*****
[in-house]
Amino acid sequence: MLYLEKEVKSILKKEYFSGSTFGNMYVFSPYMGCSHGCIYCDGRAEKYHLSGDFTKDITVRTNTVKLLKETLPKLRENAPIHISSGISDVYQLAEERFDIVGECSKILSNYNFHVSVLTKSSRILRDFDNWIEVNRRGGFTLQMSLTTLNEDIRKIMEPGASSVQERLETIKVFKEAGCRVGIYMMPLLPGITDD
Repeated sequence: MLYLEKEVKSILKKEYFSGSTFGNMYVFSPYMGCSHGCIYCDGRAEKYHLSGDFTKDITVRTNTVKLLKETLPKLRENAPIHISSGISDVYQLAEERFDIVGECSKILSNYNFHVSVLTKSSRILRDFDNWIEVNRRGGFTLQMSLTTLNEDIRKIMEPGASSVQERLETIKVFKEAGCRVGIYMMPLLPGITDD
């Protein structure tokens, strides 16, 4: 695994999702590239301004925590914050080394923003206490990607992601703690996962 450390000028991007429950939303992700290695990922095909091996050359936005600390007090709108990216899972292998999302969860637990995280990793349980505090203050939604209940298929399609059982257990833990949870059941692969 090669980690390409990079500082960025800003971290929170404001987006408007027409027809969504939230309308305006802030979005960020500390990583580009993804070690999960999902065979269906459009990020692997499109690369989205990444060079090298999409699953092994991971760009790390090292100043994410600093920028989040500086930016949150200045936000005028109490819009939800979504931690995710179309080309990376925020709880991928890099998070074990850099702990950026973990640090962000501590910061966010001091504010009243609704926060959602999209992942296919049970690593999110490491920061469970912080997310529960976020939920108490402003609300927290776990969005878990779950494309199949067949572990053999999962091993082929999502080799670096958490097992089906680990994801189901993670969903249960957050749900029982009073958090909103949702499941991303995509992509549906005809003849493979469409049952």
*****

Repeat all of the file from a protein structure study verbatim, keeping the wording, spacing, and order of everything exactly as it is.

[in-house]
Amino acid sequence: MLYLEKEVKSILKKEYFSGSTFGNMYVFSPYMGCSHGCIYCDGRAEKYHLSGDFTKDITVRTNTVKLLKETLPKLRENAPIHISSGISDVYQLAEERFDIVGECSKILSNYNFHVSVLTKSSRILRDFDNWIEVNRRGGFTLQMSLTTLNEDIRKIMEPGASSVQERLETIKVFKEAGCRVGIYMMPLLPGITDD
Repeated sequence: MLYLEKEVKSILKKEYFSGSTFGNMYVFSPYMGCSHGCIYCDGRAEKYHLSGDFTKDITVRTNTVKLLKETLPKLRENAPIHISSGISDVYQLAEERFDIVGECSKILSNYNFHVSVLTKSSRILRDFDNWIEVNRRGGFTLQMSLTTLNEDIRKIMEPGASSVQERLETIKVFKEAGCRVGIYMMPLLPGITDD
């Protein structure tokens, strides 16, 4: 695994999702590239301004925590914050080394923003206490990607992601703690996962 450390000028991007429950939303992700290695990922095909091996050359936005600390007090709108990216899972292998999302969860637990995280990793349980505090203050939604209940298929399609059982257990833990949870059941692969 090669980690390409990079500082960025800003971290929170404001987006408007027409027809969504939230309308305006802030979005960020500390990583580009993804070690999960999902065979269906459009990020692997499109690369989205990444060079090298999409699953092994991971760009790390090292100043994410600093920028989040500086930016949150200045936000005028109490819009939800979504931690995710179309080309990376925020709880991928890099998070074990850099702990950026973990640090962000501590910061966010001091504010009243609704926060959602999209992942296919049970690593999110490491920061469970912080997310529960976020939920108490402003609300927290776990969005878990779950494309199949067949572990053999999962091993082929999502080799670096958490097992089906680990994801189901993670969903249960957050749900029982009073958090909103949702499941991303995509992509549906005809003849493979469409049952």